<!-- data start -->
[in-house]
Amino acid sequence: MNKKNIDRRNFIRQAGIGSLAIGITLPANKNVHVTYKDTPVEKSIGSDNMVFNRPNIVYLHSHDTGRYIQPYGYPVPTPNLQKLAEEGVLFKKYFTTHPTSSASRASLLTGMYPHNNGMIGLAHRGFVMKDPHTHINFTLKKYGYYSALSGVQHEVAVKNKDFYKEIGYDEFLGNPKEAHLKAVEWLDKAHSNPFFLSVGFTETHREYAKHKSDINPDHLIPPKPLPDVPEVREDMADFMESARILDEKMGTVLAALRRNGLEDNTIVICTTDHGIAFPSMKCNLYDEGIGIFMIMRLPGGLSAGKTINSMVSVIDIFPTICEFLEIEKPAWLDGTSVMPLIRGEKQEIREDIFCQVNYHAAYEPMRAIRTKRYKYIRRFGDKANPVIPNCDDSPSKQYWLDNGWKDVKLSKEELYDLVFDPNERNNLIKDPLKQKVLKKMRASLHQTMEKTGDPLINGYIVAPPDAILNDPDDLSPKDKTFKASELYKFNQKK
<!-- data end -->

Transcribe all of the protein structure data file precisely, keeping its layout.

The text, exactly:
[in-house]
Amino acid sequence: MNKKNIDRRNFIRQAGIGSLAIGITLPANKNVHVTYKDTPVEKSIGSDNMVFNRPNIVYLHSHDTGRYIQPYGYPVPTPNLQKLAEEGVLFKKYFTTHPTSSASRASLLTGMYPHNNGMIGLAHRGFVMKDPHTHINFTLKKYGYYSALSGVQHEVAVKNKDFYKEIGYDEFLGNPKEAHLKAVEWLDKAHSNPFFLSVGFTETHREYAKHKSDINPDHLIPPKPLPDVPEVREDMADFMESARILDEKMGTVLAALRRNGLEDNTIVICTTDHGIAFPSMKCNLYDEGIGIFMIMRLPGGLSAGKTINSMVSVIDIFPTICEFLEIEKPAWLDGTSVMPLIRGEKQEIREDIFCQVNYHAAYEPMRAIRTKRYKYIRRFGDKANPVIPNCDDSPSKQYWLDNGWKDVKLSKEELYDLVFDPNERNNLIKDPLKQKVLKKMRASLHQTMEKTGDPLINGYIVAPPDAILNDPDDLSPKDKTFKASELYKFNQKK